Overcoming the Generation Gaps

During the first few months of running of branding agency full-time I was approached by a company that needed assistance writing book proposals. Now, I had never written book proposals before and I was nervous about accepting the assignment, but with no other clients at the moment, I reluctantly agreed.

The book proposal writing went very well. The last section that I needed to complete was the marketing demographics. This quickly became an issue because I had no idea who the author’s audience was and none of the material that the client had given be was very helpful.

I started researching women’s demographics by age, religious affiliation, educational levels and annual income. Something interesting popped up in my search. A generation breakdown by age from ages 60-30 (in order from oldest to youngest). So, this particular article educated me on the differences among Baby Boomers, Gen X and Gen Y (Millennials). Needless to say, I have continued to research the generations since that time because of my family makeup: my father is a Traditionalist, my mother is a Baby Boomer, my husband and I are Gen Xers, our older children are Millennials and our younger children are a part of Gen Z, which I recently learned. I was not aware that our younger children were a part of an entirely different generation. I have been fascinated with researching the Generations ever since.

For my digital presentation, I started looking at the issues that Gen Z have with going to church. I even polled my own Gen Zers who summed up the sentiments of the other Gen Zers that I have spoken to (who were the target group for this assignment). The only difference is that our children do not have a choice about whether they go to church or not, unlike some of the youth that I know.

Interestingly enough, Gen Z’s sentiments are very closely aligned with those of their older sibling Generation Y. Earlier, I read an article by Sam Eaton titled “59 Percent of Millennials Raised in Church Have Dropped Out—And They’re Trying to Tell Us Why.”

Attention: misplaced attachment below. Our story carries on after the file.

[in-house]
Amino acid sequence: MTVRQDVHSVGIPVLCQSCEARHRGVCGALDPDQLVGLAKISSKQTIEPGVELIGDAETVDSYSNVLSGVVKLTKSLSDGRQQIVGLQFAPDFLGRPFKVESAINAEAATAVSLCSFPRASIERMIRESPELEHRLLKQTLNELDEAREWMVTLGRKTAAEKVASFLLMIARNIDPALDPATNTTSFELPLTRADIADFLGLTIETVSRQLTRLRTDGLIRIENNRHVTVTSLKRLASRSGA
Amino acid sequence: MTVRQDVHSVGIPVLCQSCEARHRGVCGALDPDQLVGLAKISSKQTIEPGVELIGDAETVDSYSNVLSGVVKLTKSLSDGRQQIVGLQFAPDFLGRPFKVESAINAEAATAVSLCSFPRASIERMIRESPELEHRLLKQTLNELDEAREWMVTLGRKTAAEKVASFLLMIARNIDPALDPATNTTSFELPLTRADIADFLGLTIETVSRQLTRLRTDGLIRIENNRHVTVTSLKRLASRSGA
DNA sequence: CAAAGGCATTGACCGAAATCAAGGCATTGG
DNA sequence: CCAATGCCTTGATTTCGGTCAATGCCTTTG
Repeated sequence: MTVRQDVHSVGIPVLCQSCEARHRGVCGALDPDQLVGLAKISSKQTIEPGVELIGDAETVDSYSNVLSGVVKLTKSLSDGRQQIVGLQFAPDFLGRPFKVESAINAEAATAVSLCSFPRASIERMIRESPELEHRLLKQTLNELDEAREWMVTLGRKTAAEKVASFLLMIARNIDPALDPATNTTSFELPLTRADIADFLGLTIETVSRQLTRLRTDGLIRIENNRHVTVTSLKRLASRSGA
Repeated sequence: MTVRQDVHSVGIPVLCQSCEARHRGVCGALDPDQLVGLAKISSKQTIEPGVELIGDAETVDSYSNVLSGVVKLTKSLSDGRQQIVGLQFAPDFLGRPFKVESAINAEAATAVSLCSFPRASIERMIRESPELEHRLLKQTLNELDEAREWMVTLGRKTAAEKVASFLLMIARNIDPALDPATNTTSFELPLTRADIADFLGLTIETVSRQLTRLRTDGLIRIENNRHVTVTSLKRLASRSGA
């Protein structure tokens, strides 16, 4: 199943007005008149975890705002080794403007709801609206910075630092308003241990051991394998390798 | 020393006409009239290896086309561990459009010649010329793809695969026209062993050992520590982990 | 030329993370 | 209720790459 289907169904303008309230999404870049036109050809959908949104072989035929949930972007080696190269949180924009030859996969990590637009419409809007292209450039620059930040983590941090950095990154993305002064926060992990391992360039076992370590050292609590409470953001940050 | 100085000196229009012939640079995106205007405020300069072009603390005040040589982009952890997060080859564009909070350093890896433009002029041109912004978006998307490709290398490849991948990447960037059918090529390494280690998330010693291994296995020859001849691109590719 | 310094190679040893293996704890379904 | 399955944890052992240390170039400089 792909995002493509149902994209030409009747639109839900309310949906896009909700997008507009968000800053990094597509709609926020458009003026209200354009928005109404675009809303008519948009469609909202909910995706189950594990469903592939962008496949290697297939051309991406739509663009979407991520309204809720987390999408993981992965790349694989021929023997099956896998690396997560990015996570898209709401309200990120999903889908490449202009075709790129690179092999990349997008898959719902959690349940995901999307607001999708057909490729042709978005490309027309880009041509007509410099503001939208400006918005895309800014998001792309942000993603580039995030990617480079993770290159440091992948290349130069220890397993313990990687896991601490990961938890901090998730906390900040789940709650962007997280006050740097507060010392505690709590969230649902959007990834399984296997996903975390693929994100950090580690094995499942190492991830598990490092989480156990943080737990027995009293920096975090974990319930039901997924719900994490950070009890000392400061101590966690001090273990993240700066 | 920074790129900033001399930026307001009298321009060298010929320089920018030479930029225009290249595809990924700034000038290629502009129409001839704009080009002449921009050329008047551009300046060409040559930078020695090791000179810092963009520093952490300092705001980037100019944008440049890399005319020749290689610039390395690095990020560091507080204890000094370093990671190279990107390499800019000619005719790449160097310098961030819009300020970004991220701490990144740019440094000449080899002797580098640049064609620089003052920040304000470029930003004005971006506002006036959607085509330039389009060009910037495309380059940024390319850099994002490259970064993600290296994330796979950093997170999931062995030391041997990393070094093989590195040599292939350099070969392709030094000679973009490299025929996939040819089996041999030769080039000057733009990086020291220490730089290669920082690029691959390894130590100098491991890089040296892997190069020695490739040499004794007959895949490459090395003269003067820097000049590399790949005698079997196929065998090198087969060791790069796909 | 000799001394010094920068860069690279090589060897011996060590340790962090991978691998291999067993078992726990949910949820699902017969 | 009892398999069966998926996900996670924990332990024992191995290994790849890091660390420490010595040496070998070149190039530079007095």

The issues in that article were less related to the communication breakdown between the generations and more an issue of eroded bonded social capital, yet these same issues are reoccurring between both groups: lack of concern for poor, distrust of proper allocation of resources and overall rejection of church as essential for life.

I stated in my conclusion that even though the youth had a right to address their concerns regarding attending services, they too, could have stated their issues differently. Baby Boomers cannot handle disloyalty, defiance, disrespect and that is how the teens statements were automatically perceived. Had the teens, addressed the group as “Elders” and given them more respect, the Baby Boomer group may have been more amenable to addressing their concerns. The older group was more struck with how the youth addressed them than the issues that the youth brought up. This is proved when the older group hesitantly agreed to one of their concerns almost immediately.

This assignment gave me an opportunity to really use the Habermas theory to solve a communication problem that I could actually experience in real life as a church consultant.  Last week when I first attempted this assignment I was trying shortcuts that I learned in earlier classes. As a result, there was a bad echo when I would playback my videos. I finally learned that the echo was caused because my computer microphone was also recording the video causing the echo and distortion.

I also discovered an app called Download 6 that allows you to save YouTube videos directly into your iTunes or in a download folder on your phone. In past semesters, I had found another hack that was no longer working, but it was not as nearly as easy as this one. I was able to download the YouTube video in the presentation in less than 3 minutes. Also, I decided to watch some tutorials on Keynote because I was literally doing my presentations twice because I did not know how to do anything in it except open my PowerPoint file and record the narration.

After three classes, I feel more confident about my digital presentation than ever before.


Eaton, S. (2017, February). 59 Percent of Millennials Raised in a Church Have Dropped Out—And They’re Trying to Tell Us Why. Faith It. Retrieved from: http://faithit.com/12-reasons-millennials-over-church-sam-eaton/

Ihlen, Ø., Fredriksson, M., & Ruler, B. V. (2009). Public relations and social theory: key figures and concepts. New York: Routledge.

McArthur, J. A. (2014). Planning for strategic communication: a workbook for applying social theory to professional practice. Charlotte, NC: John A. McArthur.

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